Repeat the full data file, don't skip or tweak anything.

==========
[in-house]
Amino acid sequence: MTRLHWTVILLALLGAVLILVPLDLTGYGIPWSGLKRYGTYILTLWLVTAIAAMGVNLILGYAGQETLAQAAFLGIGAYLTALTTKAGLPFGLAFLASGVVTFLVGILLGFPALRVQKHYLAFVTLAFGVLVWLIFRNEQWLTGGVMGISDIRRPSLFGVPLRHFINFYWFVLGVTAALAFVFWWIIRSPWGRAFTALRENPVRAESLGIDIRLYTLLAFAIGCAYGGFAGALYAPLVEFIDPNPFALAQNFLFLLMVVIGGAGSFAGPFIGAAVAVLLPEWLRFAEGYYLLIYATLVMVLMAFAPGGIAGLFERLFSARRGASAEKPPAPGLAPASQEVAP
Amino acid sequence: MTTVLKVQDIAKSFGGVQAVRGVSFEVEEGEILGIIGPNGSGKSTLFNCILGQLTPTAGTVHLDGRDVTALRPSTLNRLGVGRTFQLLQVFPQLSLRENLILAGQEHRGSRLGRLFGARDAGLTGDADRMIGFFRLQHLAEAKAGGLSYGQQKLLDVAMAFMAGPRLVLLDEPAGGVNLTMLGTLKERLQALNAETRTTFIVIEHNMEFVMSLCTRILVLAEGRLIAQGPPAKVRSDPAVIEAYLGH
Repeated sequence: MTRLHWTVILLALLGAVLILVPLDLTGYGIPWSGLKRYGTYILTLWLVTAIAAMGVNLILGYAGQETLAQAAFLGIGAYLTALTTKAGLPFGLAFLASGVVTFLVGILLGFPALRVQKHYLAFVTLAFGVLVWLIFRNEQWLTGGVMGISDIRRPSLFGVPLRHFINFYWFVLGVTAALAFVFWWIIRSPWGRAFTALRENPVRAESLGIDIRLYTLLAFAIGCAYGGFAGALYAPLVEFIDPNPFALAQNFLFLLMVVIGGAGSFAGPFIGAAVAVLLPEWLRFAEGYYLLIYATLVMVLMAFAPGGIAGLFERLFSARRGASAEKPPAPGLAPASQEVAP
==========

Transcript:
[in-house]
Amino acid sequence: MTRLHWTVILLALLGAVLILVPLDLTGYGIPWSGLKRYGTYILTLWLVTAIAAMGVNLILGYAGQETLAQAAFLGIGAYLTALTTKAGLPFGLAFLASGVVTFLVGILLGFPALRVQKHYLAFVTLAFGVLVWLIFRNEQWLTGGVMGISDIRRPSLFGVPLRHFINFYWFVLGVTAALAFVFWWIIRSPWGRAFTALRENPVRAESLGIDIRLYTLLAFAIGCAYGGFAGALYAPLVEFIDPNPFALAQNFLFLLMVVIGGAGSFAGPFIGAAVAVLLPEWLRFAEGYYLLIYATLVMVLMAFAPGGIAGLFERLFSARRGASAEKPPAPGLAPASQEVAP
Amino acid sequence: MTTVLKVQDIAKSFGGVQAVRGVSFEVEEGEILGIIGPNGSGKSTLFNCILGQLTPTAGTVHLDGRDVTALRPSTLNRLGVGRTFQLLQVFPQLSLRENLILAGQEHRGSRLGRLFGARDAGLTGDADRMIGFFRLQHLAEAKAGGLSYGQQKLLDVAMAFMAGPRLVLLDEPAGGVNLTMLGTLKERLQALNAETRTTFIVIEHNMEFVMSLCTRILVLAEGRLIAQGPPAKVRSDPAVIEAYLGH
Repeated sequence: MTRLHWTVILLALLGAVLILVPLDLTGYGIPWSGLKRYGTYILTLWLVTAIAAMGVNLILGYAGQETLAQAAFLGIGAYLTALTTKAGLPFGLAFLASGVVTFLVGILLGFPALRVQKHYLAFVTLAFGVLVWLIFRNEQWLTGGVMGISDIRRPSLFGVPLRHFINFYWFVLGVTAALAFVFWWIIRSPWGRAFTALRENPVRAESLGIDIRLYTLLAFAIGCAYGGFAGALYAPLVEFIDPNPFALAQNFLFLLMVVIGGAGSFAGPFIGAAVAVLLPEWLRFAEGYYLLIYATLVMVLMAFAPGGIAGLFERLFSARRGASAEKPPAPGLAPASQEVAP